The strange duplicity in dealing with Iranian dissidents in Iraq
Now Reading: The strange duplicity in dealing with Iranian dissidents in Iraq

PUBLISHED  12:14 July 30, 2012 UPDATED  04:52 March 22, 2015

By Muriel Turner, Baroness Turner of Camden

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"The conditions in Camp Liberty are synonymous with those in a detention centre", says the report. "Residents have no freedom of movement, nor interaction with the outside world, nor do they have freedom of movement and the semblance of a free life within the Camp. The situation of the residents of Camp Liberty is tantamount to that of detainees or prisoners."


Make no mistakes. This is not an extract from a propaganda sheet produced by a refugee support group, but rather a quote from the United Nations Human Rights Council Working Group on Arbitrary Detention. Meeting to discuss the case of ten Iranians, all members of the National Council of Resistance of Iran, the political coalition that the People's Mojahedin Organization of Iran (PMOI/MEK) is its biggest member organization, working group concluded that there was "no legal justification for holding the above-mentioned persons and other individuals in Camp Liberty" – which is near Baghdad. "Such detention is not in conformity with the standards and principles of international human rights law", the UN body concluded. The Working Group called for their "immediate release and lifting of all restraints on the free movement of these persons as well as an enforceable right to compensation".


All of the detainees in question volunteered to be transferred from Camp Ashraf, their home for more than 25 years, to Camp Liberty, a former US military base, only to find that they had been betrayed. As the UN report points out, Camp Liberty is surrounded by a four-meter high concrete wall. Armed Iraqi police guard checkpoints inside the camp. Police patrols regularly enter the residents' resting area, "just as prison guards would inspect the cells of inmates".


Those who agreed to be transferred were doing so at the request of the Iraqi government and after having received guarantees from both the UN and the US that their new "home" would meet basic humanitarian standards. What they found was an "open-air detention centre" were basic hygiene was so bad that it puts their health "at risk", to quote the report once more.


Electricity is only intermittent and running water supplies are insufficient. The private life of those who have agreed to be transferred, around 2,000 of a total of 3,400, is under constant surveillance.


But there is a lingering unanswered irony in here: Given that this is the official verdict of the UN Working Group on Arbitrary Detention, why on earth is it that Martin Kobler, the UN's special envoy to Iraq, has singled out the residents for criticism? In his last report to the UN Security Council, Kobler accused the residents of stalling tactics, as if there were no justifiable reason for them to refuse to move from Camp Ashraf to Camp Liberty. The Iraqis, who have twice raided Camp Ashraf, killing dozens and injuring hundreds, will not even allow vehicles into Camp Liberty for the transport of the handicapped. But despite these prison-like conditions, Kobler thinks the residents that remain in Ashraf are being unreasonable by refusing to complete the transfer, without having their minimum humanitarian needs guaranteed.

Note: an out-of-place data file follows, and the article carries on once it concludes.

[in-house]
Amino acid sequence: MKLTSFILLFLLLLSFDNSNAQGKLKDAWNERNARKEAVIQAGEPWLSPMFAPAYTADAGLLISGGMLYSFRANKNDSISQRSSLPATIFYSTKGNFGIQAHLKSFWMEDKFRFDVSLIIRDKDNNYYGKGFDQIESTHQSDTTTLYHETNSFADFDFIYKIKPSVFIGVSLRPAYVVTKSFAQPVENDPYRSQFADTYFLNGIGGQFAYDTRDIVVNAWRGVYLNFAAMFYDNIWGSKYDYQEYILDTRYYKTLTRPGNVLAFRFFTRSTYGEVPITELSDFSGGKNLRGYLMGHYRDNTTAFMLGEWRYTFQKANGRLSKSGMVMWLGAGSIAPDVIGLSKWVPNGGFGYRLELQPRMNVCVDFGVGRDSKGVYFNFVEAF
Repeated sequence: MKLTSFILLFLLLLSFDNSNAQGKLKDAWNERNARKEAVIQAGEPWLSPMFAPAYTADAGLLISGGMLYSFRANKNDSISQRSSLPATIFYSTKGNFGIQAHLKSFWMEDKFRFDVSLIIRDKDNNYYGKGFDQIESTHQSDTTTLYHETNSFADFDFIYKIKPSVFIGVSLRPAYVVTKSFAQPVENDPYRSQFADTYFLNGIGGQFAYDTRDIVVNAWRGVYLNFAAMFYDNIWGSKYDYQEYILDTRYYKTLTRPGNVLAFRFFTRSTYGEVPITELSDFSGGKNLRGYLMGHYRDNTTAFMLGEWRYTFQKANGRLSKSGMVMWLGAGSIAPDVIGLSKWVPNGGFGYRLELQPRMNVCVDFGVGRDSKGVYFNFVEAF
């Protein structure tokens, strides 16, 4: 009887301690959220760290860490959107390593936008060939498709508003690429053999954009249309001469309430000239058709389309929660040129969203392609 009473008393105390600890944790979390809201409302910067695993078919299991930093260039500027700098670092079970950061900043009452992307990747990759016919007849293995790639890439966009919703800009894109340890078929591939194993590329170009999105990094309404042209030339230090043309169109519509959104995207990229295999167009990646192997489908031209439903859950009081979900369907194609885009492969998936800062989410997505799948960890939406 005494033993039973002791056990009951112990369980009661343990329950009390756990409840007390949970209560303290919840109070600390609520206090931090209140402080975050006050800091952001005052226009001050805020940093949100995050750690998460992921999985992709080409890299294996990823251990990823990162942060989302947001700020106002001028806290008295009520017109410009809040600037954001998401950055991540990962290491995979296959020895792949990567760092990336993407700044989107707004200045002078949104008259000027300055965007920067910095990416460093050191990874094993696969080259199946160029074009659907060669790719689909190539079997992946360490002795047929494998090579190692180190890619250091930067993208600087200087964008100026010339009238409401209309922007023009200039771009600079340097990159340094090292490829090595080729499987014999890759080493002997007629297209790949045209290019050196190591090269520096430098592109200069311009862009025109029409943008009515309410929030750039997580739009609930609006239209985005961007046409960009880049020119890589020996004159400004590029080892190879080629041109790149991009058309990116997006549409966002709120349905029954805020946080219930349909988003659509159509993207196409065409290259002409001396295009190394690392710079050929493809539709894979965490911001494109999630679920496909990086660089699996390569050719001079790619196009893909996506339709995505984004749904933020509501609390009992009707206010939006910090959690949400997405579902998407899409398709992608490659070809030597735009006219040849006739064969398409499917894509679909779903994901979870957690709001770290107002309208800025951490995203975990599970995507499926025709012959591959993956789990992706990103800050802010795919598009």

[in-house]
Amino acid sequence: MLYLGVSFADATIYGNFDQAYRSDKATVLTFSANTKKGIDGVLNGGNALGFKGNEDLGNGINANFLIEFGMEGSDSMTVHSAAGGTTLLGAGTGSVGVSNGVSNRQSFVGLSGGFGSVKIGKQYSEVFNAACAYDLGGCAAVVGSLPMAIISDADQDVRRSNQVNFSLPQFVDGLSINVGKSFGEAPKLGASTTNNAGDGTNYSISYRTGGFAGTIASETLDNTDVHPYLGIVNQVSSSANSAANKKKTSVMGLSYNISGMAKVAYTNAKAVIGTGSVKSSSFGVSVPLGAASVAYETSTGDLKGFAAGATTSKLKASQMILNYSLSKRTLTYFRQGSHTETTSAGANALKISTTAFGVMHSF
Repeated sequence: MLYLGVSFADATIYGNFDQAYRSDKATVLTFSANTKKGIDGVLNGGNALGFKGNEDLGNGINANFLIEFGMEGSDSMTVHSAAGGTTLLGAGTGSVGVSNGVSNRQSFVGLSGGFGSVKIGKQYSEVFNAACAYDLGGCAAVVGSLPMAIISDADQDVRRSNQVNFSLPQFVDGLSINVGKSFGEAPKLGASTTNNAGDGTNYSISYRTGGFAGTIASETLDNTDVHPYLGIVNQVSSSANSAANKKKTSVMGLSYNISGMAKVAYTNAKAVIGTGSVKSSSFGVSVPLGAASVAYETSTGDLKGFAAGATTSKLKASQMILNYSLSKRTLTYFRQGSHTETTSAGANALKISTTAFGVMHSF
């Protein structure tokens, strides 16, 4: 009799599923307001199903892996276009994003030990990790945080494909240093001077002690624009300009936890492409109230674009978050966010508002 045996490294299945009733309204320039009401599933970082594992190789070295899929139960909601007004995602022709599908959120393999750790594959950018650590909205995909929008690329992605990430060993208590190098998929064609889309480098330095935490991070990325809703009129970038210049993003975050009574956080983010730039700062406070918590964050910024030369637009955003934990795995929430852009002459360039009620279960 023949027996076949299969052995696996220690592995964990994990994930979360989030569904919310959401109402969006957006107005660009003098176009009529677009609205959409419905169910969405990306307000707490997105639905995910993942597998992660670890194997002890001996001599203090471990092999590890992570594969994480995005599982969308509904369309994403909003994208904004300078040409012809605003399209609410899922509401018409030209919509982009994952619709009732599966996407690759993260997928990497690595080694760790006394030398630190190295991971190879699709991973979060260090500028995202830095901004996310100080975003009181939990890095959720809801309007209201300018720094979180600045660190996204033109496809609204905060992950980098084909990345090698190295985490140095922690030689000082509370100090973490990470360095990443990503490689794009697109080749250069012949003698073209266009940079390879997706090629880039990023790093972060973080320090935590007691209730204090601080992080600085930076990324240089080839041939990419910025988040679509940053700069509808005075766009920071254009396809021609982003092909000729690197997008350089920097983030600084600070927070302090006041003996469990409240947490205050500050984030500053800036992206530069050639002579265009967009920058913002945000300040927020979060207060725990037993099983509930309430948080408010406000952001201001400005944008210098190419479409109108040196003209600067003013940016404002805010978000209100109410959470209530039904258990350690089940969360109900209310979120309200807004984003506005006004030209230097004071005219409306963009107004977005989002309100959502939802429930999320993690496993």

Struan Stevenson, the Euro MP who is President of the European Parliament’s Delegation for Relations with Iraq, labeled the UN report “deeply shocking”. He said in a statement that "the UN Working Group describes Camp Liberty as a prison in all but name, which is in direct contradiction to the assurances we have received in the European Parliament from the UN Special Representative in Iraq Martin Kobler and US State Department Ambassador Dan Fried, who have gone out of their way to support the Iraqi Government and criticize the Iranian residents in Ashraf and Liberty".


Worse still, Mr. Stevenson pointed out that had disabled transferees followed Kobler's advice and moved into a nearby hotel, they would almost certainly have been killed. "An offer to move residents from Camp Liberty to the Yamamah Hotel in Baghdad was in fact a trap," said the Euro MP. "The hotel has been rented by the Iranian regime’s embassy in Baghdad since the beginning of 2011. Had any of the Iranian dissidents from Camp Liberty moved there, they would have faced extradition to Iran and certain torture and execution." Given these circumstances it was "almost unbelievable" that Kobler "strongly recommended that even disabled residents should move from the Camp Liberty to the Yamamah Hotel", Stevenson said.

The UN Working Group has directly contradicted the Secretary General’s special envoy in Iraq who has shown himself to be more than willing to do the dirty work of the Iraqi government. And Iraq under Prime Minister Nouri al-Maliki, as everyone familiar with the Middle East knows, is merely the puppet of the mullahs in Iran.


Iran wants to round the residents of Ashraf up into a concentration camp before annihilating them. The residents, who have "protected person" status under the Fourth Geneva Convention, represent a direct threat to the mullahs' regime simply by their presence. In his report to the Security Council, Kobler has given the Iraqi government just the excuse it needs to launch its third deadly raid. If and when they do, he will have blood on his hands.

But we cannot wait to witness another massacre at Ashraf. It is time for Europe to take the lead and European leaders to consider seriously their pledge after Kosovo; never again to allow such carnage to reoccur. The solution is simple. Press Iraq by economic and political means to respect human rights and property rights of the residents of Ashraf and Liberty.

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